AutoCAD 2015 Designed to Fine-Tune Workflows9 Apr, 2014 By: Robert Green
Updates to AutoCAD 2015 are geared toward optimization — helping you do your job, not trying to change how you work.
I'm aware that CAD managers support a variety of software, so I usually keep the CAD Manager's Newsletter product-agnostic. But, because so many of us have to manage AutoCAD to some extent, I'll make an exception for the introduction of AutoCAD 2015.
You can read more about AutoCAD 2015's new features here if you want to get a broad idea of what's in the release. For our purposes, I'll focus on how I expect the new release will affect CAD managers. Here goes.
When a new version of AutoCAD is unveiled, you never know what the focus will be. So, when I finally got my hands on AutoCAD 2015, I had no idea what I'd find. I did wonder if the emphasis would be on cloud technology (that many aren't using yet) or collaborative functions (based around messaging systems that haven't been widely embraced). In short, I questioned whether the new AutoCAD would hit the mark with users.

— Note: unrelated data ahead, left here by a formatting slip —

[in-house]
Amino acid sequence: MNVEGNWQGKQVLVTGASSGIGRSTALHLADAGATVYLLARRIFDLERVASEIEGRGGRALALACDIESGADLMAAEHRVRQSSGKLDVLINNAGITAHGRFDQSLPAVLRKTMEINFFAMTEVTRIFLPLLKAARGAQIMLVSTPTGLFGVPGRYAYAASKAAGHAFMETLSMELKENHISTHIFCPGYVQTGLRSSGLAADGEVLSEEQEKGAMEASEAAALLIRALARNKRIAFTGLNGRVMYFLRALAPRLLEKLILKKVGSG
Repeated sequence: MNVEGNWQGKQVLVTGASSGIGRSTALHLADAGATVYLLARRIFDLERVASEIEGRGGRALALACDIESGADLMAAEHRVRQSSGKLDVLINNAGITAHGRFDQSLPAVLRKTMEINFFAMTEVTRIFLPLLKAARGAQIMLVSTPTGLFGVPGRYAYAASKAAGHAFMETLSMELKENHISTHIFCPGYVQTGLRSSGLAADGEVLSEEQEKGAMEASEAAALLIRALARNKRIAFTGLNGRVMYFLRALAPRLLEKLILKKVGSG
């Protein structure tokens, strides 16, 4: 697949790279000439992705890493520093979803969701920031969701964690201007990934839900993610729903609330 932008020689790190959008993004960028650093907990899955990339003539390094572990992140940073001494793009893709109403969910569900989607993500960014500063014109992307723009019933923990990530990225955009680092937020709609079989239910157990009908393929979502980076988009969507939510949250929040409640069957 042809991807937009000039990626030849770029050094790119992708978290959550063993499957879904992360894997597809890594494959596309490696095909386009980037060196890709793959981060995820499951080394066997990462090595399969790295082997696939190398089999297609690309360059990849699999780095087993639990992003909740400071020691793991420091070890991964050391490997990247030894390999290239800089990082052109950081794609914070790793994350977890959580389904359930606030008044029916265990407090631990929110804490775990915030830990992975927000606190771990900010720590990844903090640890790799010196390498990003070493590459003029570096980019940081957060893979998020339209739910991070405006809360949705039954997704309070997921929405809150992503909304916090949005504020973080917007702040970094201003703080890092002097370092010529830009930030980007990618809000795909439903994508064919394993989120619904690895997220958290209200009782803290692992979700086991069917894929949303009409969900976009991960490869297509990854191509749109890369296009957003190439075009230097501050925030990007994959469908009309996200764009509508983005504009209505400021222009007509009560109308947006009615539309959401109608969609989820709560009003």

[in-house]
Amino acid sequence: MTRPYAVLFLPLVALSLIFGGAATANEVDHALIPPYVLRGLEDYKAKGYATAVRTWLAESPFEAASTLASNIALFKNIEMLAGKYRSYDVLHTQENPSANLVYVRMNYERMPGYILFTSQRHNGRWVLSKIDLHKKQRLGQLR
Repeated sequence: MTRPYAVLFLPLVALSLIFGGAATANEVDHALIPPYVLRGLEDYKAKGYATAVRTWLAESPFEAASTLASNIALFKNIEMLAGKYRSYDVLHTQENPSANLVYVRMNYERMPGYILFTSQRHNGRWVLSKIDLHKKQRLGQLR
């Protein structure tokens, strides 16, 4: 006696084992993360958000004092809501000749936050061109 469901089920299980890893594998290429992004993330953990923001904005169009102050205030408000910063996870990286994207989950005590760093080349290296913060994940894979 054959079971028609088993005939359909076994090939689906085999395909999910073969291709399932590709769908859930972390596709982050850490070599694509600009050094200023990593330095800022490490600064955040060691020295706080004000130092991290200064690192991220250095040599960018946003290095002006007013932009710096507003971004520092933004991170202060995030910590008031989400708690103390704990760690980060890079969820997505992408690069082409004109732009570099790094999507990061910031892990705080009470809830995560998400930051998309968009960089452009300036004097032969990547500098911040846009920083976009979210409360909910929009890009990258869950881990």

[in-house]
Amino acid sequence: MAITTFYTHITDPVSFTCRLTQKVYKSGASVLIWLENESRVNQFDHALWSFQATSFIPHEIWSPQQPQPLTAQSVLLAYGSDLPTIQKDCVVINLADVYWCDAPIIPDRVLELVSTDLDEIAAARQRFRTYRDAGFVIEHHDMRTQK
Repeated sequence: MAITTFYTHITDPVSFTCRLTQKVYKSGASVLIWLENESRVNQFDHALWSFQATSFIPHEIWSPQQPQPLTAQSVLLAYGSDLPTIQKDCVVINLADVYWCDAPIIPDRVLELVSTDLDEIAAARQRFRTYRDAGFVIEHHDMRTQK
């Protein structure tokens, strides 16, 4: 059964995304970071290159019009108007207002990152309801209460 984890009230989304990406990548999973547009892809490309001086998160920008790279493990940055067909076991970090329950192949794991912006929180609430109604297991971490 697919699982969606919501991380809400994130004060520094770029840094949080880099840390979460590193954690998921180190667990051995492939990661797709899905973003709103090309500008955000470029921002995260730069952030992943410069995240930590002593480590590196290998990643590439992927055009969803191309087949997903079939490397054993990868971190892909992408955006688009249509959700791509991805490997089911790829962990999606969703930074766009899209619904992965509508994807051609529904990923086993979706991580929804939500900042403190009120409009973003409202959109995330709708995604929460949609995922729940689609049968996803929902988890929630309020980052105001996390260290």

Now that I've worked with the new release for about a week, I am impressed. It isn't a bold release packed with a bunch of startling new commands, but rather a welcome optimization release.
AutoCAD 2015 is geared toward refining the user experience rather than changing how the user operates. In other words, Autodesk seems to have focused on making their tools work in ways that support how users actually work. I'm pleased that Autodesk is listening to its users!
I've often taken software manufacturers to task for altering software interfaces in unnecessary ways just so it seems like something has changed. In this case, I have to hand it to the designers at Autodesk for producing an AutoCAD interface that is easy on the eyes and puts almost all the tools where you expect them to be.
A dark theme makes AutoCAD easier to look at for long editing sessions, yet tool placement is consistent with recent releases.
The changes that stand out for me include: